The federal minimum wage in the United States was first introduced at the end of the 19th century as a result of industrialization, as more factories had been created in order to produce more goods. During this period, there was substantial growth in mass production, and as a result of the many Americans who left farms and small towns to work in factories, workers created unions in order to lobby for better working conditions. The Fair Labor Standard Act of 1938 put forth national minimum wages and a maximum number of hours workers can be required to work. President Franklin D. Roosevelt passed this legislation as a part of the New Deal, which was created as a response to the Great Depression. In order to prevent continuous exploitation, Roosevelt created a national minimum wage.
Cost of LivingThe intended purpose of minimum wage was to provide a basic standard of living for workers, as well as to prevent the exploitation of low-wage workers. The issue of minimum wage has grown controversial in the U.S., with the subject of increasing federal minimum wage sparking ongoing political debates. Many in support of a higher rate have cited its important role in poverty reduction and economic growth, as well as arguing that, as it stands, the hourly rate is insufficient for individuals to support themselves. While the wage itself has not fallen, it no longer provides the same support it once did. It has been estimated that, if the minimum wage were to have grown with productivity, it would have reached 22.88 U.S. dollars in 2021. Such disparities are particularly present within major U.S. cities. For example, the minimum annual income required for an individual to attain a comfortable life in New York City, New York was 105,742 U.S. dollars for renters, and 151,390 U.S. dollars for homeowners in 2022. Despite the city’s minimum wage being more than double the federal rate in 2023, full-time workers earning minimum wage would have made around 30,000 U.S. dollars that year.
In 2021 the inflation rate in the U.S. surpassed the country’s monthly wage growth, reaching a 40 year high in June 2022 of 9.1 percent.. Despite monthly wages climbing, they continued to lag behind inflation, leaving many Americans vulnerable to rising costs. 2022 saw a cost-of-living crisis sweep across U.S. states, making it increasingly difficult for people to sustain themselves, as well as afford housing. As of 2022, the hourly wage required to afford a two-bedroom apartment was considerably more than the average minimum wage of every U.S. state, spanning from 14.89 U.S. dollars in Arkansas, up to 40.63 U.S. dollars in Hawaii. In the United States, the monthly average rent in 2021 was estimated to be 1,800 U.S. dollars, which is three times greater than what it was in 2000. The rising cost of living has had major implications across the country, with more than one third of U.S. consumers struggling to make ends meet in 2022.
Characteristics of Minimum Wage WorkersThe number of wage and salary workers in the United States being paid the federal minimum has decreased significantly in the last fifty years, due in part to individual states accommodating the demand for higher hourly pay. In 1979, nearly four million workers were earning hourly rates at the federal minimum. In comparison, the total number of workers paid the federal minimum wage in 2021 was 181,000. Despite the minimum wage remaining relatively low over the last years, there were still around 910,000 thousand workers in the U.S. who received hourly wages below the federal minimum wage in the same year. Minimum wage violation cases in 2022 saw an increase from the previous year, with a total of 7,948 cases reported due to employers failing to pay a fair minimum wage.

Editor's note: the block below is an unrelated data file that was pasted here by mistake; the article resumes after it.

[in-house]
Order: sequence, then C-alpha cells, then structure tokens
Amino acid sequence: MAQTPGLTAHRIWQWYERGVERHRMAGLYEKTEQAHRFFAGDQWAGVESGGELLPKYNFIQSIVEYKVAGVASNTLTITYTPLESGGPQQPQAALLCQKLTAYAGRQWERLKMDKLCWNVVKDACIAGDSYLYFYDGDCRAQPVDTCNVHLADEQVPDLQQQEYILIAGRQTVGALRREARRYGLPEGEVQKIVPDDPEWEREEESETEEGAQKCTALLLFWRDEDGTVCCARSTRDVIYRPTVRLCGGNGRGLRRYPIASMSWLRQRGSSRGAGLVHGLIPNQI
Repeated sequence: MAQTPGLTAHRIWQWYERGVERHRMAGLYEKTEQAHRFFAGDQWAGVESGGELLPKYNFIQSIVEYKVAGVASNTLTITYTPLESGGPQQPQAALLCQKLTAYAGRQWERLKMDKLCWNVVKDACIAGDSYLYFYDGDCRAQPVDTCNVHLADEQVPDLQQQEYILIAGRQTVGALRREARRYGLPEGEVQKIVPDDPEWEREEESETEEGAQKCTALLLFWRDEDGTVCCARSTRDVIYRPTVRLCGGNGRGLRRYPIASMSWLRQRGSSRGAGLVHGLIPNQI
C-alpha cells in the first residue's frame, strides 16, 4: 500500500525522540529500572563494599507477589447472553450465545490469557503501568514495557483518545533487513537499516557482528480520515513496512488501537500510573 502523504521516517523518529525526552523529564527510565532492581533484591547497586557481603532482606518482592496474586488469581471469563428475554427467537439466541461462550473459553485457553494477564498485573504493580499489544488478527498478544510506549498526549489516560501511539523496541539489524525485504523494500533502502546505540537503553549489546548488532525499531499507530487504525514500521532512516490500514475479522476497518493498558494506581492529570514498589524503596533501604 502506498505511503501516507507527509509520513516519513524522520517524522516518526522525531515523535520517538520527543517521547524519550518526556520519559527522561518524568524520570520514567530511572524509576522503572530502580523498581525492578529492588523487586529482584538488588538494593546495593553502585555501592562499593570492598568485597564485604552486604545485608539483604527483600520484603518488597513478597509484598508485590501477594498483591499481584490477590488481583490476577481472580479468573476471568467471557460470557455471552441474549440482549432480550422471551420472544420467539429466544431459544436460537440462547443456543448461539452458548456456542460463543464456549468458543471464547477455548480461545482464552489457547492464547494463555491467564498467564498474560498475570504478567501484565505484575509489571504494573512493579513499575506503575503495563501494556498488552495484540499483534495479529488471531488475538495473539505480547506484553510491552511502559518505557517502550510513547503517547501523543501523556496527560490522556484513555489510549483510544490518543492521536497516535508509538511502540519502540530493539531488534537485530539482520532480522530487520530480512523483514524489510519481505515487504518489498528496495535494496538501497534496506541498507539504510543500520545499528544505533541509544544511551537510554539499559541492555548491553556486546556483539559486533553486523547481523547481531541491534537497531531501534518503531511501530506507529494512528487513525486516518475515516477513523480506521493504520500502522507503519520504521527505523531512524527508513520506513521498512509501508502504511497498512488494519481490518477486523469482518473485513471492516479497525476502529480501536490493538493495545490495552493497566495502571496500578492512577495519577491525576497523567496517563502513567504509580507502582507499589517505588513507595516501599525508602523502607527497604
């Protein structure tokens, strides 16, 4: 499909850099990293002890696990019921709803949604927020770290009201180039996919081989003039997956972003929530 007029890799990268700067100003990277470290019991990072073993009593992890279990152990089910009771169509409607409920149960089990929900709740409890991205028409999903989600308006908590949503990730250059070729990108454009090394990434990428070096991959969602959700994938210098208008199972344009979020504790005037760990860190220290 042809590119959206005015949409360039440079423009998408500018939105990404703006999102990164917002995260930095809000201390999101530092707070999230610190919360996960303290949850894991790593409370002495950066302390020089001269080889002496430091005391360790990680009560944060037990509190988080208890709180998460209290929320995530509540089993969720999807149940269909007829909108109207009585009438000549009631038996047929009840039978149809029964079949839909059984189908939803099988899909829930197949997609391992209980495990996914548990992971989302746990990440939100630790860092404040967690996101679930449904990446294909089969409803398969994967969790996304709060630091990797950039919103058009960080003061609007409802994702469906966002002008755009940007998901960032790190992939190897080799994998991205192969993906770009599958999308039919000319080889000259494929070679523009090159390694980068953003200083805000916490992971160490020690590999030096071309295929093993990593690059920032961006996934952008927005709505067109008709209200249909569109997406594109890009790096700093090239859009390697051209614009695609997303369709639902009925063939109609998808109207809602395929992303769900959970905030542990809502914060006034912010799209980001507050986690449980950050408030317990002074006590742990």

About 484,000 workers between the ages of 16 and 24 years old were earning hourly rates at the federal minimum wage or less in 2021, making up the majority of workers paid at this rate. Comparatively, there were approximately 117,000 workers aged between 35 and 44 earning the same hourly rates. In the same year, the number of women being paid below the federal minimum wage was nearly twice that of men. The share of employees earning hourly wages at or below the minimum can also vary greatly depending on their level of education. For example, there were around 376,000 wage and salary workers in the U.S. who graduated high school but did not attend college that were being paid hourly rates at or below minimum wage. Those who had attended some college but had not attained a degree also made up a considerable amount of the U.S. workforce paid rates at or below the minimum wage.
In 2021, there were approximately 77,000 workers in the education and health services industry making an hourly wage at or below minimum wage. However, the majority were found among the leisure and hospitality industry, with 715,000 workers in the industry earning hourly rate at or below the minimum wage that year, with the majority working in food preparation and serving related jobs. As workers earning the minimum have struggled to cover their basic expenses, many in the service industry have continued to grow increasingly reliant on tips to supplement their income. This has led to an increase in tipping rates, and has prompted many service establishments to automatically add a gratuity onto the price of the service provided. In 2023, around 57 percent of Americans tipped between five and 25 percent of the price of a service. The shift in tipping culture in the U.S. has been met with mixed emotions by the public, with around 31 percent of people reporting having felt pressured to tip, compared to 29 percent having felt excited about tipping. Despite the range of emotions, around 76 percent of Americans reported tipping often or always in 2023.